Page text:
Daily posts to help you connect with God
and keep yourself travelling in the right orbit
ORBIT | WEEK ELEVEN
ORBIT – DAY FIFTY ONE
Hello and welcome to another week of Orbit – the daily devotional thought from the youth team at St Mary’s Reigate. Hopefully you’ve been enjoying this experiment over the last ten weeks – please get in touch and let us know what you think of it. We’re creating a new Orbit every weekday – our hope is that it will help you to establish just a small daily rhythm of time with God each day.
We’re just going to look at a single verse this morning – because it’s so powerful, it’s one to memorise and take to heart.
BIBLE READING – 1 Corinthians 3 v 16
Don’t you know that you yourselves are God’s temple and that God’s Spirit dwells in your midst?
We’ve mentioned a few times on Orbit that although Paul’s words are completely relevant to us today, they weren’t first written to us. Paul was a Jew, descended from a long line of Jewish people – and Paul’s ancestors had a story which was of central importance to them. They were the nation of Israel, called and set apart by God – the holy people, to whom God drew near. Many of the new Christians that Paul was writing to in his letters had grown up in this family dynasty, and they would have known that story well.
God chose Jacob to be the father of 12 children – each of whom became the head of a huge, sprawling tribe. Together they were the Israelites, and God called them special. In fact, he even lived in a physical place on earth, in their midst. He asked them to build a special container for his presence called the Tabernacle, and over time that became enshrined in a great tent, and finally an enormous temple. God was in the midst of the people, and they could even get close to his presence by drawing near and visiting one of his priests. That was what it looked like – in the Old Testament, old way of doing things, to have a relationship with God. It was for some people, and at arm’s length.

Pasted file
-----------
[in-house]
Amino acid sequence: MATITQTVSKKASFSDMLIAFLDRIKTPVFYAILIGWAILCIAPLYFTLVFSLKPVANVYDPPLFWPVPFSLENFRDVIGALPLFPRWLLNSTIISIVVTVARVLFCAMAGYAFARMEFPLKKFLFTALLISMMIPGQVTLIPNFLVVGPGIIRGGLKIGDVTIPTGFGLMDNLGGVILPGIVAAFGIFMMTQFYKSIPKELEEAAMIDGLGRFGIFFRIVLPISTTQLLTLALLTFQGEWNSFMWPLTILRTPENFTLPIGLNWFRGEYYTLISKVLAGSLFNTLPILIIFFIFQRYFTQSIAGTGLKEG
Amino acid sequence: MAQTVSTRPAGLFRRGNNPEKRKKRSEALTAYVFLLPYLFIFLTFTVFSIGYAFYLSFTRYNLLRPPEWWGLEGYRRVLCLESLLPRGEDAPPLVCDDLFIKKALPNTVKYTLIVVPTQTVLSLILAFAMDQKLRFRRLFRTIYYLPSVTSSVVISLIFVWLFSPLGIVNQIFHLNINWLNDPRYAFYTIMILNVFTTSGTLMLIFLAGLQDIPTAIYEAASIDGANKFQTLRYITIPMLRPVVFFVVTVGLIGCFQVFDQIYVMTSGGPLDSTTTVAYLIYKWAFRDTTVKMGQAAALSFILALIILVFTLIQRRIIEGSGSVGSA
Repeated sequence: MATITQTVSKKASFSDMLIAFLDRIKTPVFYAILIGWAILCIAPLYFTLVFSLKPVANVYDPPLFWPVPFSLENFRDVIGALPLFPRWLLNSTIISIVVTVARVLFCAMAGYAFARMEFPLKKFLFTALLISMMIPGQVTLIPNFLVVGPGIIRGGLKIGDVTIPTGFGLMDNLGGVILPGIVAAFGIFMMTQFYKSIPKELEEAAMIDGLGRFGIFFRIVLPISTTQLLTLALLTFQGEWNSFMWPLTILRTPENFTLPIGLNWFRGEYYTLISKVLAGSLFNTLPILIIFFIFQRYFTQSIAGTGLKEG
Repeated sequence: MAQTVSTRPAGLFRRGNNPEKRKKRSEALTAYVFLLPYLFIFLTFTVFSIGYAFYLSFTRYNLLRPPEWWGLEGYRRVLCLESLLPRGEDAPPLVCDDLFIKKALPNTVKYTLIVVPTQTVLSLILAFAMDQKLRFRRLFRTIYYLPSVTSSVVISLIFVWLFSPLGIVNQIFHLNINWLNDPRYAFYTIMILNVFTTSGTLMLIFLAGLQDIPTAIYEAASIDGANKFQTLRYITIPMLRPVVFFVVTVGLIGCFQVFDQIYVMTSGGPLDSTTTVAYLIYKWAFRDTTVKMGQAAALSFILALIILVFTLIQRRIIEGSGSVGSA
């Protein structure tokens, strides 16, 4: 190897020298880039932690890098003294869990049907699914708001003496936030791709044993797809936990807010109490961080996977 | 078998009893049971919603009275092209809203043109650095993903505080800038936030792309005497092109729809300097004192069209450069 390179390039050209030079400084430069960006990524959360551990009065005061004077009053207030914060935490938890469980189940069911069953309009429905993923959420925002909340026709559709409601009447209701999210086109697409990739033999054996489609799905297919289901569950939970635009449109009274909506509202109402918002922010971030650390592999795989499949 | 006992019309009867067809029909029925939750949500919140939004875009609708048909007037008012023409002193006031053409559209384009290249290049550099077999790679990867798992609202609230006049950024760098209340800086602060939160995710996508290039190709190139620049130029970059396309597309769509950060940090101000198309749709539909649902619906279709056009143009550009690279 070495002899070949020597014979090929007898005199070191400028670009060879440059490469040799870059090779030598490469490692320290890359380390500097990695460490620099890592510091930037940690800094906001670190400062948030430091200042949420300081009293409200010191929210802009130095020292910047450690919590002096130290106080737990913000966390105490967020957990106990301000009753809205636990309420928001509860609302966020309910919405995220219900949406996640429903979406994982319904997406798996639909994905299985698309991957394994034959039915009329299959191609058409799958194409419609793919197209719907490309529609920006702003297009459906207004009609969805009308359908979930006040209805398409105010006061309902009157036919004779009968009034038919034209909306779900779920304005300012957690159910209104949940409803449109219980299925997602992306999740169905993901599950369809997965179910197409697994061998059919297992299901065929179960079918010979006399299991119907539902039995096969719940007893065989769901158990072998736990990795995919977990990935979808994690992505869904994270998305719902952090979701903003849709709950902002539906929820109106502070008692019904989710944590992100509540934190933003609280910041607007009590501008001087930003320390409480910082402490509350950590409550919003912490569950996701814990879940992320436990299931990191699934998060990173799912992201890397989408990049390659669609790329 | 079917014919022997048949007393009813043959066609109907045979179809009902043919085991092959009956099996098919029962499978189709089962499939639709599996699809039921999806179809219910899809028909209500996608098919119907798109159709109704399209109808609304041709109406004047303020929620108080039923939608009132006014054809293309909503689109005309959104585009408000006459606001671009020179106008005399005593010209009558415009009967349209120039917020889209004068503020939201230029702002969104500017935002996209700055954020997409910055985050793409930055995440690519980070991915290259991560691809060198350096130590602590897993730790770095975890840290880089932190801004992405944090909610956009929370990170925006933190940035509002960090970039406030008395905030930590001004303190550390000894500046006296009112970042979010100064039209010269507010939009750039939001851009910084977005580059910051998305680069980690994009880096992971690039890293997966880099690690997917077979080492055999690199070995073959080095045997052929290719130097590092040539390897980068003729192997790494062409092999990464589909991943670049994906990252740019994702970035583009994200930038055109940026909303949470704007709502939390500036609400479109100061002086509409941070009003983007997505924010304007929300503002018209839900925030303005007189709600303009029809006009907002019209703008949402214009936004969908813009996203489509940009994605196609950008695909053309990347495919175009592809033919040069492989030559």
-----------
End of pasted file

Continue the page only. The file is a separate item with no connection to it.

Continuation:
When Jesus died, there’s a famous moment where the curtain of the temple in Jerusalem tears itself from top to bottom. You might have never noticed that before, or just thought it was a weird side-effect of the cross. In fact, it was the direct result of the cross. By dying – along with our sin – Jesus cracks open the door to the temple. God comes pouring out – to all people, and no longer at any kind of distance.
The story has completely changed. And so that’s what Paul is reminding the Corinthians about here. Instead of living in a box, in a temple somewhere far away, God’s presence now lives in us. We become like the temple – we become the tabernacle! God’s Spirit is no longer living in the middle of our settlement – but at the centre of our being.
This is mind-blowing for anyone – but for Paul’s readers, who grew up in and knew the Jewish story, this is absolute dynamite. It’s so challenging; so hard to believe, that Paul is having to grab and shake them: “Don’t you know?” he asks… “It’s you – you have become God’s temple.”
It’s true for us too. God wants to know us – up close, not at arms length, or through someone else. He wants to know us directly; intimately; he wants to be involved in every part of our lives.
You might want to join me in praying this prayer.
God we invite you again today to come and live within us. Not in a church or a box somewhere – but here in our hearts, closer than our own breathing. We ask that we would know your presence today in a real and tangible way – please fill us with your Spirit once again. Amen
There’s now a chance for you to pray, or listen to God, or simply be still for a few moments.
Each day we will provide you with a simple challenge; something to do which helps you put this little thought into action. Here’s today’s challenge:
Today, just spend some time with God, and become aware of his closeness and his presence. We want to challenge you to just spend three minutes in silence – or more if you can manage it. Just taking some time in nature, or in a quiet place with no distractions, to reconnect with the God who calls you his temple, and draws nearer than you can imagine.
If you want to get in touch, you can always email firstname.lastname@example.org, or message us on Instagram – we’re @stmarys_satellites. Let us know what you think of this daily reflection – please – we’d love your feedback.
We’ll be back with another edition of Orbit tomorrow. Thanks for taking part today!